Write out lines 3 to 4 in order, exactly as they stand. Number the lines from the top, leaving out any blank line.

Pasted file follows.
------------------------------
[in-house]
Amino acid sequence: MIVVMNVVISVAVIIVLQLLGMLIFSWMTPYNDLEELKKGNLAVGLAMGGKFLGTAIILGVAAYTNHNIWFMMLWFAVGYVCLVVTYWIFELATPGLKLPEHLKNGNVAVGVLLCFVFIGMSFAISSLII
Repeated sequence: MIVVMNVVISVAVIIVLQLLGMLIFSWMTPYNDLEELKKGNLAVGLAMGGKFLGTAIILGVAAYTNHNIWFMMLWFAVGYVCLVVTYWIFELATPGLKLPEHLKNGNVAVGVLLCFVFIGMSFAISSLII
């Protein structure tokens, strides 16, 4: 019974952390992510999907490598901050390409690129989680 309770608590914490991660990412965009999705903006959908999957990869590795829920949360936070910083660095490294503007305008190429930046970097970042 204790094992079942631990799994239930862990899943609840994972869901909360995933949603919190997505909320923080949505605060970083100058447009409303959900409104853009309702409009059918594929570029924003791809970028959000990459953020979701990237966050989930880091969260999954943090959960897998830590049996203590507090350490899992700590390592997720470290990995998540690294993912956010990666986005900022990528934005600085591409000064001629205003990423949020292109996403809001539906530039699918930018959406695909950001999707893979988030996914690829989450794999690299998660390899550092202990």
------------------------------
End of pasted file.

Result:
Repeated sequence: MIVVMNVVISVAVIIVLQLLGMLIFSWMTPYNDLEELKKGNLAVGLAMGGKFLGTAIILGVAAYTNHNIWFMMLWFAVGYVCLVVTYWIFELATPGLKLPEHLKNGNVAVGVLLCFVFIGMSFAISSLII
């Protein structure tokens, strides 16, 4: 019974952390992510999907490598901050390409690129989680 309770608590914490991660990412965009999705903006959908999957990869590795829920949360936070910083660095490294503007305008190429930046970097970042 204790094992079942631990799994239930862990899943609840994972869901909360995933949603919190997505909320923080949505605060970083100058447009409303959900409104853009309702409009059918594929570029924003791809970028959000990459953020979701990237966050989930880091969260999954943090959960897998830590049996203590507090350490899992700590390592997720470290990995998540690294993912956010990666986005900022990528934005600085591409000064001629205003990423949020292109996403809001539906530039699918930018959406695909950001999707893979988030996914690829989450794999690299998660390899550092202990």